The Project Notebook

Product/Project Management and Strategic Thinking

Strategic thinking is about analyzing complex situations or making critical decisions involving large quantities of information. It includes a focus on “finding and developing unique opportunities to create value by enabling a provocative and creative dialogue among people who can affect…direction” (Center for Applied Research). The situations often require you to take a more high level look at your product or project to find a solution.

First off, this isn’t very easy when you are swamped with day-to-day firefighting. You will need to take some time out to think through the situations more clearly. Here are a 10 tips for developing capacity for this type of “out of the box” thinking and analysis:

1. Ask “What if?” Look at your ideas and decisions with a longer term view in mind. Think through multiple steps or stages of the solution to explore all the consequences and impacts.
2. Ask “why?” And keep asking. The 5 whys will help you drill down deep enough to get the full details or determine a “root cause”.
3. Seek counsel, not opinion. Everyone has an opinion, but you want to focus on those with proven experience and expertise. Be willing to accept criticism and look at the perspectives of others.
4. Get multiple perspectives. Our relatives and friends are more likely to tell us what we want to hear. Rather than ask one friend or current customer, show your product to 10 perspective customers that have never seen it before and get their feedback. This is the feedback you need to hear.
5. Challenge assumptions. Ask questions and examine things in more depth.
6. Find new ways to look at data. On top of that, gather new data. I recently expended a lot of effort of my own and others to build a more definitive client list. It allowed me to see the existing client base in a new way. This also helped to shape some ideas about how the client base has changed over time.
7. Think systems and processes. Observe how things work. In general, planning and systematic approaches add value through efficiency improvements.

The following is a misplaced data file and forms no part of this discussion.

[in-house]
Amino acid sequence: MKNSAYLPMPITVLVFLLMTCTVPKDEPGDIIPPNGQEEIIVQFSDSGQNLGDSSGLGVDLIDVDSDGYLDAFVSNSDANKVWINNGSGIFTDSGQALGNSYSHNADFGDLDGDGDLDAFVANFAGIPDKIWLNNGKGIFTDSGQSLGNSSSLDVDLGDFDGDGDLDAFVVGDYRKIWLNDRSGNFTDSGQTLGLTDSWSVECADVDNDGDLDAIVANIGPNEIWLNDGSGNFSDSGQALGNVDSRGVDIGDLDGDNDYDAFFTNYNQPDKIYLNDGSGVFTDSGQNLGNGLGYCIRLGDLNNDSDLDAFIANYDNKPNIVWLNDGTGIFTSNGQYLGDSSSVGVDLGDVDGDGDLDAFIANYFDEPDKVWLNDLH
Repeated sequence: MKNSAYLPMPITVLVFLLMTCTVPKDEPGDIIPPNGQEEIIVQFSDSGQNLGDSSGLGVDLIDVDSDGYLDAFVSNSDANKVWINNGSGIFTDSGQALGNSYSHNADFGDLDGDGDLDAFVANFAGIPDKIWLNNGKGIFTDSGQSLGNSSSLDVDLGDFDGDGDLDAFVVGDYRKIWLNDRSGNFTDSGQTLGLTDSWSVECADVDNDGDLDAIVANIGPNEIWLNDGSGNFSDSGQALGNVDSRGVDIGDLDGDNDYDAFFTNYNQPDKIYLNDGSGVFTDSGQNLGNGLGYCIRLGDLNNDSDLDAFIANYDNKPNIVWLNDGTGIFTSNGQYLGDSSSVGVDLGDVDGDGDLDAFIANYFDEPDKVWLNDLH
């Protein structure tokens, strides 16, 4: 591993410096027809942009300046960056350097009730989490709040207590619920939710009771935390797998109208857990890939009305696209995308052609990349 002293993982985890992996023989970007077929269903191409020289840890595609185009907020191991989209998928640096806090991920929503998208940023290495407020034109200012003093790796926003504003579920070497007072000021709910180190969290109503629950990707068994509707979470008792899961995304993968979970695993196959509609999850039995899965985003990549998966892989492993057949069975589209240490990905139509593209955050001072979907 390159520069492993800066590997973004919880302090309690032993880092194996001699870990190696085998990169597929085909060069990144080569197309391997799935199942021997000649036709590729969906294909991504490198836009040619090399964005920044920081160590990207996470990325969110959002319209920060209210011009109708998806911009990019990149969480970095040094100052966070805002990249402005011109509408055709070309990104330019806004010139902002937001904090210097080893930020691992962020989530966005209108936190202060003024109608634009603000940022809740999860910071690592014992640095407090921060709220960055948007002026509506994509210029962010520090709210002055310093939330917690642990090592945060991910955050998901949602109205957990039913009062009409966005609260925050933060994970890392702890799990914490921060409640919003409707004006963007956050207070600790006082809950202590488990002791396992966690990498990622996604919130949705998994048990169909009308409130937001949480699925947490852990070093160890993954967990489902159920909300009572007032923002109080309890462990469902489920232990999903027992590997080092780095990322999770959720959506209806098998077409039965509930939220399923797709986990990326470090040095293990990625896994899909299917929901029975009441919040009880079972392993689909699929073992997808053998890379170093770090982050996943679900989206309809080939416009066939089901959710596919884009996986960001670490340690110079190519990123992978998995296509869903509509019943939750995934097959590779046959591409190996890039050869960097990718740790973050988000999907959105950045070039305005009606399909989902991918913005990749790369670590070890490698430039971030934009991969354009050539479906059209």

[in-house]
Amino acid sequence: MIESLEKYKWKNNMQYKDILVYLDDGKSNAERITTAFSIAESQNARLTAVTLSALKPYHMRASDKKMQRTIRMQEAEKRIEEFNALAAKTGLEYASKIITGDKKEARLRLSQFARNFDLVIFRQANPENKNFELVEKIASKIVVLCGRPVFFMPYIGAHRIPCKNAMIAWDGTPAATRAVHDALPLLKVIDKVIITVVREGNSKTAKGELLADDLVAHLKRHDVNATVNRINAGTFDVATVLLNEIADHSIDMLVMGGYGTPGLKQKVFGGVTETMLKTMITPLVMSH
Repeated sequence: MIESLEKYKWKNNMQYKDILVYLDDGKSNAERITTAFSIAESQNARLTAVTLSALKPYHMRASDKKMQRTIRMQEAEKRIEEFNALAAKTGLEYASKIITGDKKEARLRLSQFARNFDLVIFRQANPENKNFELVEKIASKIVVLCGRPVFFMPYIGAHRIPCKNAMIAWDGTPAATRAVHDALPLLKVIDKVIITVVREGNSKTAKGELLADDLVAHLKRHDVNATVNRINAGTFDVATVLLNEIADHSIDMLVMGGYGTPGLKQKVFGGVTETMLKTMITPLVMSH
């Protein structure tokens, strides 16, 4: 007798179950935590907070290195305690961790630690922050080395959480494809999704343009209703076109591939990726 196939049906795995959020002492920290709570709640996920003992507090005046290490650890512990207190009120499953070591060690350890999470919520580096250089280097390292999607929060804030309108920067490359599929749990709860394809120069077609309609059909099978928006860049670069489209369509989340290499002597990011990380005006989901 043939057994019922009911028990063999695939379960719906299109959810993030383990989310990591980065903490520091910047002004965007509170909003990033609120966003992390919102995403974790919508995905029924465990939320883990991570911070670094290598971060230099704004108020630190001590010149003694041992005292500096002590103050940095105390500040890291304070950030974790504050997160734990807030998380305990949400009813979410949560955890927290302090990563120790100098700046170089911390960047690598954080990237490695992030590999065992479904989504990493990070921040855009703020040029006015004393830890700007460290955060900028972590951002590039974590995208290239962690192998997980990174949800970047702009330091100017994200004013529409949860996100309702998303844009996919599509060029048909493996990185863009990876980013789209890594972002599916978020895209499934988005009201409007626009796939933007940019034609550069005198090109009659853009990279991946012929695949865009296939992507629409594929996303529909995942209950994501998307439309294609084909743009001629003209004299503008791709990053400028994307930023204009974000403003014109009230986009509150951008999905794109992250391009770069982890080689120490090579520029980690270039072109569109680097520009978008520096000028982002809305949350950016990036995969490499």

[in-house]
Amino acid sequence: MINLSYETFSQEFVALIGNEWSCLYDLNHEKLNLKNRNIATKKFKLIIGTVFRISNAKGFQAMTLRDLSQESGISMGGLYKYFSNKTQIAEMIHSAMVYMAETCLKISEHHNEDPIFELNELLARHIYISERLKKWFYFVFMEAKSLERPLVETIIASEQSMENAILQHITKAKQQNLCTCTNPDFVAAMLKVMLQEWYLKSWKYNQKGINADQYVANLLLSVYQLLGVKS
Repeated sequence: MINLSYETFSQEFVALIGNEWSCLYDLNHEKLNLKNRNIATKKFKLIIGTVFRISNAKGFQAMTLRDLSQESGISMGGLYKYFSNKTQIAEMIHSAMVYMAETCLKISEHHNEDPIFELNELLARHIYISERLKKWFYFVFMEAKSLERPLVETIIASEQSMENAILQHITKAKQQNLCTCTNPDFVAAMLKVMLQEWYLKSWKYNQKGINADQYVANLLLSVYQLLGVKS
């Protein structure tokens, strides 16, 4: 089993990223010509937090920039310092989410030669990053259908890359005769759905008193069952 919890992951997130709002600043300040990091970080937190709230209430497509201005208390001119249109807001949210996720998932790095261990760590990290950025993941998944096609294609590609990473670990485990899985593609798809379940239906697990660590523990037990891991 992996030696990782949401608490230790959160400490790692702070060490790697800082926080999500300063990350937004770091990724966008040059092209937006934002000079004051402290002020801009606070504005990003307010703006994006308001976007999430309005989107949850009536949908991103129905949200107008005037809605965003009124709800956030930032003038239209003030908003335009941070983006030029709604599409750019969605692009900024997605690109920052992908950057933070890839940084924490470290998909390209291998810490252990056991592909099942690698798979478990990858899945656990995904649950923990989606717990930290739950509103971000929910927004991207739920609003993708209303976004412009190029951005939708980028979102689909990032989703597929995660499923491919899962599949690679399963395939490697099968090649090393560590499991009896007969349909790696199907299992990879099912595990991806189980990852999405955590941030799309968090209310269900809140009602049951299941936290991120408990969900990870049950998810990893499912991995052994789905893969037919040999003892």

8. Watch the competition. What are they doing differently? How are they structured and organized? How are their products different or better?
9. Volunteer. Use this to learn more about your organization or work with others to see their challenges and needs. My volunteer work with PMI always seems to afford me new ways of looking at myself and my profession.
10. Become a life long learner. Stay up to date on company and industry developments. Read books and magazines. Attend courses and seminars. Talk and interact with experts.

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PM Innovation

One way in which Project Management is indispensible to business results is that it promotes and fosters innovation. When the project manager and the project team meet at the planning table to collaborate, special things can happen. It won’t happen every project, and it cannot be forced, but with the right time and encouragement, the project team will see its way clear to change.

Take the most recent “Project of the Year”, the Rocky Mountain Flats Closure. This former nuclear plant and arsenal was considered the worst of the worst — the most contaminated superfund site. The project team came up with innovations that completed the project 60 years and $30 billion under what was originally thought to be needed to clean up a site like this. Hundreds of buildings were demolished and decontaminated, tons of weapons grade radioactive materials were removed, and thousands of acres were decontaminated. While some of the land will remain radioactive for decades, much of it has been rendered sufficiently safe to extend a wildlife refuge which is home to at least one endangered species.